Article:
Q&A for Joseph Tully

Q: Joseph, in your new book, “California: State of Collusion,” you write about abuses of power in the courts and in law enforcement. What compelled you to write about this?

Tully: What compelled me to write about this is that I’ve seen so much injustice in my almost 20-year career. The perception of what people think is happening in courts versus the reality is a very wide schism right now. I think the average member of the public, if they were to be exposed to the reality of the situation, how police officers really handle most cases, how prosecutors handle cases, and how cases are dealt with in courts, would astound people. So, I’ve seen a lot of people struggle to make sense of the system that is so unfair on its face. And, that’s my answer.

Q: Why do you think the state of collusion exists?

Tully: Our legal system is based on checks and balances, and when it’s balanced, it works. But, today, things are out of balance. For instance, in court we have a prosecution, defense, and we have judges. Those judges are supposed to be neutral arbitrators. They’re arbiters of the situation. But, judges can’t win reelection unless they have the support of law enforcement and the support of the DA’s office. And, so, there’s, naturally, a built-in incentive for judges to be in favor of law enforcement and to favor prosecution. And, there’s a disincentive for judges to favor defendants.

If a judge were to be labeled “too sympathetic” for defendants, they would not win re-election. So, on one hand, judges have incentive to side with law enforcement and the prosecution and the disincentive to side with defendants. So, there are inequities, and things are out of balance.

In addition, prosecutors get away with a lot in the courtroom when it comes to clients, and with law enforcement, in general, there’s a lack of accountability and a lack of a system of accountability. The checks and balances which normally are what we rely on to keep a fair system, politically, socially, economically, they don’t exist in the criminal justice system nowadays.

Q: How do you think the state of collusion has changed, particularly, is it worse today than when you started your career as a defense attorney?

Tully: It’s definitely worse today than when I started in 1999. When I think of what happened in 2001, and think of how our country has changed since that happened, we have a lot more security, a lot more police presence in our lives, and a lot more government in our lives. With that, the court system, too, has changed. When I first started, if the DA violated an accused speedy trial rights, if it was a felony, cases would get dismissed at preliminary hearing. If there was a statute of limitations issue on a misdemeanor case, it was almost a given that the case would get thrown out. But, now, none of those are true anymore.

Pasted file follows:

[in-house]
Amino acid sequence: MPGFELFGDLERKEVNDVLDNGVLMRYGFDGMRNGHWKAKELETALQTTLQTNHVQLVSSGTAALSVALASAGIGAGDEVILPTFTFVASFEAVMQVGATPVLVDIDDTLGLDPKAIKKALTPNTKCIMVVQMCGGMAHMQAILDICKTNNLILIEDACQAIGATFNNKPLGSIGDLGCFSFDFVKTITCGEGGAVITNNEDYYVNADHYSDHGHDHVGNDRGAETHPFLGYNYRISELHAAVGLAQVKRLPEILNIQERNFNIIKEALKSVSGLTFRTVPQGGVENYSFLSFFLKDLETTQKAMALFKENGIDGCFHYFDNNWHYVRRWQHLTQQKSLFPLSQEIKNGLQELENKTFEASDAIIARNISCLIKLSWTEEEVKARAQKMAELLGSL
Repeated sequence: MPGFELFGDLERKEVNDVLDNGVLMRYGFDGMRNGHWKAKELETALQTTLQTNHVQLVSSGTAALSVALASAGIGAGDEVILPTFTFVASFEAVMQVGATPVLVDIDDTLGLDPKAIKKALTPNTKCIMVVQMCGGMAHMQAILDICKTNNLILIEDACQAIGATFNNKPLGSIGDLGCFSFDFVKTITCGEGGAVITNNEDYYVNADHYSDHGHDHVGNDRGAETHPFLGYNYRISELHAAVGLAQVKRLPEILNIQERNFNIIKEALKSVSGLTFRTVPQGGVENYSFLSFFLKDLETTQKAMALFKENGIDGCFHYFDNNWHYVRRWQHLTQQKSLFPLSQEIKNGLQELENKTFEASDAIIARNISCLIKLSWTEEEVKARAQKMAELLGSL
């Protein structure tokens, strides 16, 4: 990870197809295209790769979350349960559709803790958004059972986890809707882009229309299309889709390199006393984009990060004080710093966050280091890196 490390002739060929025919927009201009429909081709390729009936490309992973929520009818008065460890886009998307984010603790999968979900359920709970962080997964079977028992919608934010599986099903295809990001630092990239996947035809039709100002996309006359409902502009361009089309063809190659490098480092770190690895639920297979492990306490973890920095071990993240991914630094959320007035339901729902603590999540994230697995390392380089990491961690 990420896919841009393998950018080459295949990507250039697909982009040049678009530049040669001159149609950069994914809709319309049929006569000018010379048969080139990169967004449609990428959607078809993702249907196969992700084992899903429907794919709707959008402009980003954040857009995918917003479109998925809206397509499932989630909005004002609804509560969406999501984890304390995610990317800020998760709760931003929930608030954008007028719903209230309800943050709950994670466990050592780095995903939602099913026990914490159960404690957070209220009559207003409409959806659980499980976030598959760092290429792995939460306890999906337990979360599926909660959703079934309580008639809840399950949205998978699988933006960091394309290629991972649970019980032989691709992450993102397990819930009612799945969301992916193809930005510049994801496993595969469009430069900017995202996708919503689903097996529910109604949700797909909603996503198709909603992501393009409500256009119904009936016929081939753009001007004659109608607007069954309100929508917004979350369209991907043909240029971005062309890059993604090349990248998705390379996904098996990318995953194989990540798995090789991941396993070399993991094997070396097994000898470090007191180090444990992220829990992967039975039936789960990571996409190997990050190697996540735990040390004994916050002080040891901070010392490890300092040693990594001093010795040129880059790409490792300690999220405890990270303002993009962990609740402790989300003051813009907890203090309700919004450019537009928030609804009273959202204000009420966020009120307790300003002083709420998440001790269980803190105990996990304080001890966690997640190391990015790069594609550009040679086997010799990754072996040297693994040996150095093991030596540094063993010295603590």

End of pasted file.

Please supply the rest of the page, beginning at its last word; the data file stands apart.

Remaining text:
I heard an older attorney once talk about, “You know, it seems like every week we lose another tool for defending someone.” “Corpus delicti” is an ancient legal idea, and that has to do with, “You can’t convict someone just based on their statements alone. You need proof to back it up.” But, the law every year gets more and more favorable to the prosecution and more and more hostile to somebody who’s accused of crimes.

Q: You don’t mince words in the book. You call some cops “sociopaths” and pull back the curtains on backwoods judicial deals. How did you decide to use such strong language?

Tully: I decided to tell it like it is. And, like I said, I like your phrase of “pulling back the curtains” because I would like to see a change for the better. That can only happen once people are aware of the problem and aware of the situation. So, I’m not intentionally using strong language. I’m telling it to the best of my ability exactly how things are. It might be blunt, and it might be to the point, but it’s the truth of what’s going on today.

Q: Where have you seen examples of this, first in the courtroom and, second, out and about with law enforcement and out in the real world?

Tully: In my 19 years, I have been in front of three officers on the stand – three. And, I can remember them distinctly, who were so honest they told the truth on every single question that they were asked, and they didn’t hesitate to do so, and they refused to exaggerate, no matter how much the prosecution or judge tried to goad them into exaggerating. Other than that, every other police officer has, on some level, succumbed to “us versus them” mentality. It’s not a truth and untruth, or justice and injustice situation. It’s “us versus them.” They’re the good guys. They wear the white hats, and the end justifies the means. So, if they lie or shade something, or include something that’s not true in their testimony, it’s okay because, in their minds, they’re allowed to do that. Or, that they’re on one team, and whatever they have to do or want to do to beat the other team, that’s what they’re going to do.

Q: You are a criminal attorney with more than 15-years experience, and you write some tough stories of what you’ve seen. Are you concerned about going back into the courtroom after saying what you say about the courts, prosecutors, and law enforcement?

Tully: I’m not concerned. When I wrote the book, I made the decision to tell it like it is and to shine a light on the problems I see. And, my hope in doing this is that the good people on the bench, the good people who are prosecutors, the good people who are in law enforcement, will have a stronger voice. Right now, the mentality and the culture is for maybe the good people to keep quiet while the others, perhaps with a more vicious mentality, dominate the culture. I would like for the good people to be able to speak up.